In this metro.co.uk article, four women talk about what pregnancy has been like while suffering from inflammatory bowel disease (IBD).
Nineteen-year-old Shannon Deane from Plymouth, U.K. has ulcerative colitis. Being pregnant with IBD was fine until the birth of her son. Although not related to ulcerative colitis, her son had symphysis pubis dysfunction (SPD) and needed to be induced at 38 weeks. Thankfully, her 15-month-old son is fine and Shannon explains that looking after a toddler means that she needs to be as healthy as possible, so at the first sign of a flare she sees her doctor.
Twenty-five-year-old Annie Richards from Devon, U.K., explains that her Crohn’s disease had caused her to be seriously underweight and as a result, her periods stopped. However, when she was 18 she became pregnant with her son. Among the many common soon-to-be mother fears, Annie was worried she would pass her Crohn’s disease on to her child. While there were some concerns about how the baby was growing, for the most part, her pregnancy was without incident. Her son, Cory, was born by emergency caesarean after becoming distressed. There is no sign of IBD yet, though Cory was diagnosed with celiac disease.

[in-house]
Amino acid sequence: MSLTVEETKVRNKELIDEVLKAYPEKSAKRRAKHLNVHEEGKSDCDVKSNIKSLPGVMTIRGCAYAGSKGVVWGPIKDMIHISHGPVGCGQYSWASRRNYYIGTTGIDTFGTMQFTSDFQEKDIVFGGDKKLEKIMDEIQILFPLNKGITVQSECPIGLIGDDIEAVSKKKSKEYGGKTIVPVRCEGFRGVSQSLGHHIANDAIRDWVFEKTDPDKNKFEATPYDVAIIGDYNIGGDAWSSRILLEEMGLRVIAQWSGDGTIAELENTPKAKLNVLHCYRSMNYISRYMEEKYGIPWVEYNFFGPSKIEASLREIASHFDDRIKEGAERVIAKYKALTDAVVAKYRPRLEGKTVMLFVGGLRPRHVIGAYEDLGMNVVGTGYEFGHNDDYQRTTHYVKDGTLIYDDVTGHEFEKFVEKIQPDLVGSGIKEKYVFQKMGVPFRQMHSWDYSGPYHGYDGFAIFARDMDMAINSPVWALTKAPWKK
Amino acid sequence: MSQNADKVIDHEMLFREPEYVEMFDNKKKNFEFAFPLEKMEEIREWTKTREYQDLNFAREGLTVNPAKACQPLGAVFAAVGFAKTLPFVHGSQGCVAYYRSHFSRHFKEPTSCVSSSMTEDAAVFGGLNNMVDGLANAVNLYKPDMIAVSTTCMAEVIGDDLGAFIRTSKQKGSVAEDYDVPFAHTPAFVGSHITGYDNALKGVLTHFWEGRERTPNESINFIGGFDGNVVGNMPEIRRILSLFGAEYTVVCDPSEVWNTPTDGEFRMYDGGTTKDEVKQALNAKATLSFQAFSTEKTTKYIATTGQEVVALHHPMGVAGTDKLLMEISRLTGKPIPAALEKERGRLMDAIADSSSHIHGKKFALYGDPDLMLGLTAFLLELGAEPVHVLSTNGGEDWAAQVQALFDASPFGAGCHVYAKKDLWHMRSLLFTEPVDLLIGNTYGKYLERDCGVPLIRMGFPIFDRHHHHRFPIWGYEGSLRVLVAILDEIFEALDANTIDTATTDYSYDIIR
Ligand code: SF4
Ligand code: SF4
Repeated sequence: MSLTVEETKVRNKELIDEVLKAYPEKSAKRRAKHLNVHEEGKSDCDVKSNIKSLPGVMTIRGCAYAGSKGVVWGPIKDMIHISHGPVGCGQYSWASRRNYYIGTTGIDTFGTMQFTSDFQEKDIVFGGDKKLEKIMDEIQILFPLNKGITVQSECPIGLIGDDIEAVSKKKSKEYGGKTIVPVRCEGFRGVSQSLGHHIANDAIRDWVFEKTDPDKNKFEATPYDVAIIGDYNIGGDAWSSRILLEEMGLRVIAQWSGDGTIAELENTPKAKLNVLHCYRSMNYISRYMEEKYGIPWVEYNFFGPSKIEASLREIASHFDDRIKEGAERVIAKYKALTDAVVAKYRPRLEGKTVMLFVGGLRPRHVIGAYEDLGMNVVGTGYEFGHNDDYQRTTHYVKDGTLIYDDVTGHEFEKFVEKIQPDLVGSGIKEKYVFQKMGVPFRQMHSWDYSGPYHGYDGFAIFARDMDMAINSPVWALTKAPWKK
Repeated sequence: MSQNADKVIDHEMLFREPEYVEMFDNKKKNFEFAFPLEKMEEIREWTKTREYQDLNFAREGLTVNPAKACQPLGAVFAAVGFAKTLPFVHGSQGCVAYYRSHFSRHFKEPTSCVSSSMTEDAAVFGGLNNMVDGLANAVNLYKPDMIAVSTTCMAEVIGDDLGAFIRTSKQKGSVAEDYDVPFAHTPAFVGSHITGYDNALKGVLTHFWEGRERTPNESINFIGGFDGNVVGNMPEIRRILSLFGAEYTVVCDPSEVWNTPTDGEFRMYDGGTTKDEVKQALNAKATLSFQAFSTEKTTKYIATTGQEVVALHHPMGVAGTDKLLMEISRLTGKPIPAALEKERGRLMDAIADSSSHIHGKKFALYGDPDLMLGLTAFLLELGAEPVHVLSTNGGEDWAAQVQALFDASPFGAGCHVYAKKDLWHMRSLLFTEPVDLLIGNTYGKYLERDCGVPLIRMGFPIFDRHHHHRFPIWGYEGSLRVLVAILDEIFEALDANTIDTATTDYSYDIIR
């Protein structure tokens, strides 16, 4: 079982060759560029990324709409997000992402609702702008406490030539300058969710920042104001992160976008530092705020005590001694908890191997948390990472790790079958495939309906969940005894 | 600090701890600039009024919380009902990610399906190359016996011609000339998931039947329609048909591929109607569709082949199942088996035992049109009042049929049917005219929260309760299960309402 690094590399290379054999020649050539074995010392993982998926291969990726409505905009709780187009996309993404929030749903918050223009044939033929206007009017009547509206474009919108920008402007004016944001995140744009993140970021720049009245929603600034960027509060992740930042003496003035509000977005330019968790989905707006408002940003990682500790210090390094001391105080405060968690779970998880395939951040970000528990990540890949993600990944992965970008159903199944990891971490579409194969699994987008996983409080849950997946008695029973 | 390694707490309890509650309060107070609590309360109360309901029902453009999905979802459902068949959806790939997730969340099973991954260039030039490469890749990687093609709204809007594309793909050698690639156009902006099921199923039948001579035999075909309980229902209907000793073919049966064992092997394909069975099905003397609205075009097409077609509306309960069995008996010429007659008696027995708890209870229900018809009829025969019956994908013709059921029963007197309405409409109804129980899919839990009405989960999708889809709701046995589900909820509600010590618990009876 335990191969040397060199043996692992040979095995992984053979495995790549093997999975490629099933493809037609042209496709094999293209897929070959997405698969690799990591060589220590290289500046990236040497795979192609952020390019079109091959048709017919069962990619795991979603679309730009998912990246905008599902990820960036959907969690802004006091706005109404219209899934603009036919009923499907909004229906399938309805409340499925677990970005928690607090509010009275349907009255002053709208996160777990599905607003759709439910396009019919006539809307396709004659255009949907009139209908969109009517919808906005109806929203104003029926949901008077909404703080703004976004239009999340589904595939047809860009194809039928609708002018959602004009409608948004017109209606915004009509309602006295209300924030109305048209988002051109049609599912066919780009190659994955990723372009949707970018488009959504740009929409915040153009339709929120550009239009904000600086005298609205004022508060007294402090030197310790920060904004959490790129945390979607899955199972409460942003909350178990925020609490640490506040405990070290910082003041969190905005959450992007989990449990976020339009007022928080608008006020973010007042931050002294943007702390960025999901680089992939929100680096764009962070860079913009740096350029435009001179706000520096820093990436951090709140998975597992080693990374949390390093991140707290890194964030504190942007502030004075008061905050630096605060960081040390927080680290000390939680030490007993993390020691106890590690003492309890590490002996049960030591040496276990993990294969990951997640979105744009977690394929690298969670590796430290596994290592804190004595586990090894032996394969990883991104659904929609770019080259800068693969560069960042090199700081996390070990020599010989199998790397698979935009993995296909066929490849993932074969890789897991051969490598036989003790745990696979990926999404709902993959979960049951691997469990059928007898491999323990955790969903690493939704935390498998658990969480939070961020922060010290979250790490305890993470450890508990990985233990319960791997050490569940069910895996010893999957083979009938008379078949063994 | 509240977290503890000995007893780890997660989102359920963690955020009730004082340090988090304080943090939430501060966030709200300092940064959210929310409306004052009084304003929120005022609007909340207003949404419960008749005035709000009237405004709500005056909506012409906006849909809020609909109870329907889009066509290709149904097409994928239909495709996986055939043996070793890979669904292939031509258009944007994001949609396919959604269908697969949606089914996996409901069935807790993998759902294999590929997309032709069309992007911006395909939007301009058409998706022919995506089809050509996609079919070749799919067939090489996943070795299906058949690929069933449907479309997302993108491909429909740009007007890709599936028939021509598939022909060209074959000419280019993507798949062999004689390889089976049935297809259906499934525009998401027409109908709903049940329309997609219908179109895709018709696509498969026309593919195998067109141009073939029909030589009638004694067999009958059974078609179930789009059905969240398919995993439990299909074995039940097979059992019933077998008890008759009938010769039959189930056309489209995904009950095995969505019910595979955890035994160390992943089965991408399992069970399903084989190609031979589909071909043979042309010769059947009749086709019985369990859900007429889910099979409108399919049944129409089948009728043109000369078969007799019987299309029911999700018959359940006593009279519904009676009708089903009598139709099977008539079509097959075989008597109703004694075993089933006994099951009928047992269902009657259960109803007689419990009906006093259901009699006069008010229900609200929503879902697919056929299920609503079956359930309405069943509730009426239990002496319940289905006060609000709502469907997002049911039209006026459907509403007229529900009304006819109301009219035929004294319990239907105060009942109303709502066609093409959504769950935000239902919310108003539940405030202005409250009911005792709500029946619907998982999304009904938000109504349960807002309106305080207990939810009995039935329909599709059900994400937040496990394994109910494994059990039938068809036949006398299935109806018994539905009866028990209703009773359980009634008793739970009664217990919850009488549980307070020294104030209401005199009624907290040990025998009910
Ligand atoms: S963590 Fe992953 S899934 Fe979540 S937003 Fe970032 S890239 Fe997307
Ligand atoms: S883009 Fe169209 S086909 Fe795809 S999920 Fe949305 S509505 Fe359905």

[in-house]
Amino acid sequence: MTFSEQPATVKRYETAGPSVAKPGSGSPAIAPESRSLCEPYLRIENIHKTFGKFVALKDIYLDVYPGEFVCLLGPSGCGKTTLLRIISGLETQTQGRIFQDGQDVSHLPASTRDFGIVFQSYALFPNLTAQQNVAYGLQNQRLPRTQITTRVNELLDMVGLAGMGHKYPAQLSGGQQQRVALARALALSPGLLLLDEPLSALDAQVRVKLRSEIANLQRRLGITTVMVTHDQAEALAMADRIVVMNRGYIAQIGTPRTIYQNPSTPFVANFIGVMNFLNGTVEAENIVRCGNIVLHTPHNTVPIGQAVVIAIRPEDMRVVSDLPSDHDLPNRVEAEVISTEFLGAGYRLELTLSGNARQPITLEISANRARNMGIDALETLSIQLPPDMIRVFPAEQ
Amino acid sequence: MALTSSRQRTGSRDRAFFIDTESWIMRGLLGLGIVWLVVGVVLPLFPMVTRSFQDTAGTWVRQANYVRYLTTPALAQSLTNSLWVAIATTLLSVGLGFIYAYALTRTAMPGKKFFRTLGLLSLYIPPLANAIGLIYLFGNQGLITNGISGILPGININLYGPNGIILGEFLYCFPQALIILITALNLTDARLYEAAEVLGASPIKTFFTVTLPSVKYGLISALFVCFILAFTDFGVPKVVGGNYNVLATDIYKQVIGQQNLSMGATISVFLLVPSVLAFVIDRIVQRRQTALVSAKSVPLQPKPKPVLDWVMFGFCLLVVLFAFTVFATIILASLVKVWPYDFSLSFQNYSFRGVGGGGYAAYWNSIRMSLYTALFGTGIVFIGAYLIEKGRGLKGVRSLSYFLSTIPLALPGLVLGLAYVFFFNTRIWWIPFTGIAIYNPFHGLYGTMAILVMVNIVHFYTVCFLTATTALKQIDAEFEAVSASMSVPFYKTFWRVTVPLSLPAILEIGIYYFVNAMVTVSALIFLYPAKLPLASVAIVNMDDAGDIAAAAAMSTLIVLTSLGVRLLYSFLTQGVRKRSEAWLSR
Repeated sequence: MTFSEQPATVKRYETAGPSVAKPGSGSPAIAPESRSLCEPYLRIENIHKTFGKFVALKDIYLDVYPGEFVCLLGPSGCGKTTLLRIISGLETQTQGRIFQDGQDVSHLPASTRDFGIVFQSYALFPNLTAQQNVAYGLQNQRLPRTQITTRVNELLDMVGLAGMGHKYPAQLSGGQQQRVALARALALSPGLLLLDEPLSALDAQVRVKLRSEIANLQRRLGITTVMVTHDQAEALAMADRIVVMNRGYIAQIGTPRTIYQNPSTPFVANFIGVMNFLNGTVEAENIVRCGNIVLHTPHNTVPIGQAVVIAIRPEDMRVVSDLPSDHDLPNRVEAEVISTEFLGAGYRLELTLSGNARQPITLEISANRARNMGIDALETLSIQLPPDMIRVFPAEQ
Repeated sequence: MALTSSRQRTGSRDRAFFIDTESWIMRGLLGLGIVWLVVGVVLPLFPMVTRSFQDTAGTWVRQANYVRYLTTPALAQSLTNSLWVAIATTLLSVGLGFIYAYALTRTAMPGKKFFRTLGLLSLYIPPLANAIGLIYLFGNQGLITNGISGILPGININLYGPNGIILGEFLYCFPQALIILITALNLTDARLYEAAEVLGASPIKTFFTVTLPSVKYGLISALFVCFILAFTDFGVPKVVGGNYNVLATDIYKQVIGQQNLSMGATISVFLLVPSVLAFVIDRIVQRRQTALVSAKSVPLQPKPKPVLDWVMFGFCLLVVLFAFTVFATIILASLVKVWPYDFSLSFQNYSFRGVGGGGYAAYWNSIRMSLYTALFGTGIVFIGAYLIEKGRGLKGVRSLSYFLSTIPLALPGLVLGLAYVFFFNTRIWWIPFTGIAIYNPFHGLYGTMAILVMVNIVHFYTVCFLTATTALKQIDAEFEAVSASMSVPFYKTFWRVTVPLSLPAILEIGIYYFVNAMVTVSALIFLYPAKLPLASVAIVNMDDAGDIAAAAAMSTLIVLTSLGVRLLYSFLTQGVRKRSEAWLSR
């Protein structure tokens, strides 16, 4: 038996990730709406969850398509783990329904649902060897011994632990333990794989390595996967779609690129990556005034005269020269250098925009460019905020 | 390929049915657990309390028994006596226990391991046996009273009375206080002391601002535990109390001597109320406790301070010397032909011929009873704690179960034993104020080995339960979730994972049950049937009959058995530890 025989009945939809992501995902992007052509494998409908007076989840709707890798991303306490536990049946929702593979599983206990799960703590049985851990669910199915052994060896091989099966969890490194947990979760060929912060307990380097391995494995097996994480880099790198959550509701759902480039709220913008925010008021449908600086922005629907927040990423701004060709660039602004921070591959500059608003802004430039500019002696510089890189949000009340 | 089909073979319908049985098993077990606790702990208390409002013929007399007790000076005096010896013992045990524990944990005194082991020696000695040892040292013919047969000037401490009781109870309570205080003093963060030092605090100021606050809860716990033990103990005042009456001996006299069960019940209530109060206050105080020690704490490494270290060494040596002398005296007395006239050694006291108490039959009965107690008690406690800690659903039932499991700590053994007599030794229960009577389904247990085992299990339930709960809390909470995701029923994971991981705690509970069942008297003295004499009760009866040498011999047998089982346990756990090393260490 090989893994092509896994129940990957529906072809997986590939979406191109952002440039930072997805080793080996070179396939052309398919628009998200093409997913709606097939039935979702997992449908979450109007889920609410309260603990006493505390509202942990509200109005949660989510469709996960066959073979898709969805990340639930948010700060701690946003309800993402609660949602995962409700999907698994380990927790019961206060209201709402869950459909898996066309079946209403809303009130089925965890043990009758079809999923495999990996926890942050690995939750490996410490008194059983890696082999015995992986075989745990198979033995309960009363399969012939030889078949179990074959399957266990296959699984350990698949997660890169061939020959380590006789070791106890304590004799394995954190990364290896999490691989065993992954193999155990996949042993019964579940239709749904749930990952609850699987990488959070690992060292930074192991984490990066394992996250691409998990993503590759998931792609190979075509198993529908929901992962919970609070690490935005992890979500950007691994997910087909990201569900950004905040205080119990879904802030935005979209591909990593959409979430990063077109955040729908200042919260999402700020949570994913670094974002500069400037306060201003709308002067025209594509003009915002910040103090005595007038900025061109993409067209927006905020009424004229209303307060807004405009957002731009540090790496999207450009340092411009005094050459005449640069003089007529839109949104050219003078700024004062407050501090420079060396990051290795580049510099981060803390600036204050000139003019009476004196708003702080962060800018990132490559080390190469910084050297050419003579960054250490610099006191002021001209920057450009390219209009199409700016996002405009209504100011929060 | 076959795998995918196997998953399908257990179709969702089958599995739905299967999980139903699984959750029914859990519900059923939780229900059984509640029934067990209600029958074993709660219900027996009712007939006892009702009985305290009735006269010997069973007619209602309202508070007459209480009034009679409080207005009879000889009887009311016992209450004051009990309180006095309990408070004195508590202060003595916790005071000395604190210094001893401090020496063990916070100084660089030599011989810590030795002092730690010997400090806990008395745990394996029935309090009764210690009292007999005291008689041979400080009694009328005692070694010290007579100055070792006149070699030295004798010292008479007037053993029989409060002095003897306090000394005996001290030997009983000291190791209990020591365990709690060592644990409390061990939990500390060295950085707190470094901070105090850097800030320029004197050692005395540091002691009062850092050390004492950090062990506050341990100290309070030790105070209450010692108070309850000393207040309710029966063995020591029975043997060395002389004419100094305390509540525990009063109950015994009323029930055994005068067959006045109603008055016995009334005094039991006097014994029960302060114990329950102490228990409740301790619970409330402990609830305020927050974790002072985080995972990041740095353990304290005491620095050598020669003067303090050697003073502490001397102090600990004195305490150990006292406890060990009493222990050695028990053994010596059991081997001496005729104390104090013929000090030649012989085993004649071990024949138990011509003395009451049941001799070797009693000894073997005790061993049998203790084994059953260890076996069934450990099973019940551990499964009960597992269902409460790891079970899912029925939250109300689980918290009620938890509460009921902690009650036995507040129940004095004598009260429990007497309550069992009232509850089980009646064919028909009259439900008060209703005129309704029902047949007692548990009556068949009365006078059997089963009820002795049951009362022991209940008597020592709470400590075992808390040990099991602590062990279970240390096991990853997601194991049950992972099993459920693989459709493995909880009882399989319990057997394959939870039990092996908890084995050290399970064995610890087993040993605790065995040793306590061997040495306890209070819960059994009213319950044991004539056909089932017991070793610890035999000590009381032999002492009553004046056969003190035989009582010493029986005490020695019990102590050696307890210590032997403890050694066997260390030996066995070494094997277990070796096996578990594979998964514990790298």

During Annie’s pregnancy, her Crohn’s symptoms were kept at bay but returned after the birth when she needed to take steroids to keep her flares under control.
Twenty-year-old Leah Jade Price from Greater Manchester, U.K., is currently 23 weeks pregnant and suffers from Crohn’s disease. She explains that although she suffered from migraines and morning sickness for the first 18 weeks, her Crohn’s symptoms have not affected her during the pregnancy thus far.
Twenty-four-year-old Sarah Astley from Nottingham, U.K., was overjoyed when she became pregnant as she thought her colon operations and colostomy bag would prevent her from conceiving. Sarah is currently 31 weeks pregnant and was advised by her doctors to continue taking the medication infliximab until she reached 30 weeks. Sadly for Sarah, the pregnancy has been troublesome with regular flare-ups and several hospitalizations. She’s been told that she’ll need to take steroids for the rest of her pregnancy and she’s concerned about how they’ll affect the baby. Read more about this story here.
IBD News Today is strictly a news and information website about the disease. It does not provide medical advice, diagnosis or treatment. This content is not intended to be a substitute for professional medical advice, diagnosis, or treatment. Always seek the advice of your physician or other qualified health provider with any questions you may have regarding a medical condition. Never disregard professional medical advice or delay in seeking it because of something you have read on this website.
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